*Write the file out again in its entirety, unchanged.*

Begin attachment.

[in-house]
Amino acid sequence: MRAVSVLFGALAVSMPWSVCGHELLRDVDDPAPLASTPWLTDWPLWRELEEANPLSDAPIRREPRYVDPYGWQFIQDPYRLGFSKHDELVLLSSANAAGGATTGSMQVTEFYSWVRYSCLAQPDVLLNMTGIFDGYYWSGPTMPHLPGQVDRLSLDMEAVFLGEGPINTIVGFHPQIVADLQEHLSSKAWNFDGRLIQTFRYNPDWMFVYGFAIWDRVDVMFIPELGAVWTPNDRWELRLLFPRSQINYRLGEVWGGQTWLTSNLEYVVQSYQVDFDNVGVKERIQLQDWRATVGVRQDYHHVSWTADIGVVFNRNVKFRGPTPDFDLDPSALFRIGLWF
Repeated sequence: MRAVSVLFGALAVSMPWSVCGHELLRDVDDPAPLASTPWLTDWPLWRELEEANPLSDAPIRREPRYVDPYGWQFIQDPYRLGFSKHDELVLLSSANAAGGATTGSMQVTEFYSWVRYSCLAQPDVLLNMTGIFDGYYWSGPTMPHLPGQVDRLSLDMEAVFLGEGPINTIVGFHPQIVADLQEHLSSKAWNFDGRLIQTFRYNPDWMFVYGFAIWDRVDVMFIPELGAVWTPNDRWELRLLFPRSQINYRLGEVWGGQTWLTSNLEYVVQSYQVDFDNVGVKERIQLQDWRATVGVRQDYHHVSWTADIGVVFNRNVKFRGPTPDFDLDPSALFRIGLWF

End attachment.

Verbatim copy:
[in-house]
Amino acid sequence: MRAVSVLFGALAVSMPWSVCGHELLRDVDDPAPLASTPWLTDWPLWRELEEANPLSDAPIRREPRYVDPYGWQFIQDPYRLGFSKHDELVLLSSANAAGGATTGSMQVTEFYSWVRYSCLAQPDVLLNMTGIFDGYYWSGPTMPHLPGQVDRLSLDMEAVFLGEGPINTIVGFHPQIVADLQEHLSSKAWNFDGRLIQTFRYNPDWMFVYGFAIWDRVDVMFIPELGAVWTPNDRWELRLLFPRSQINYRLGEVWGGQTWLTSNLEYVVQSYQVDFDNVGVKERIQLQDWRATVGVRQDYHHVSWTADIGVVFNRNVKFRGPTPDFDLDPSALFRIGLWF
Repeated sequence: MRAVSVLFGALAVSMPWSVCGHELLRDVDDPAPLASTPWLTDWPLWRELEEANPLSDAPIRREPRYVDPYGWQFIQDPYRLGFSKHDELVLLSSANAAGGATTGSMQVTEFYSWVRYSCLAQPDVLLNMTGIFDGYYWSGPTMPHLPGQVDRLSLDMEAVFLGEGPINTIVGFHPQIVADLQEHLSSKAWNFDGRLIQTFRYNPDWMFVYGFAIWDRVDVMFIPELGAVWTPNDRWELRLLFPRSQINYRLGEVWGGQTWLTSNLEYVVQSYQVDFDNVGVKERIQLQDWRATVGVRQDYHHVSWTADIGVVFNRNVKFRGPTPDFDLDPSALFRIGLWF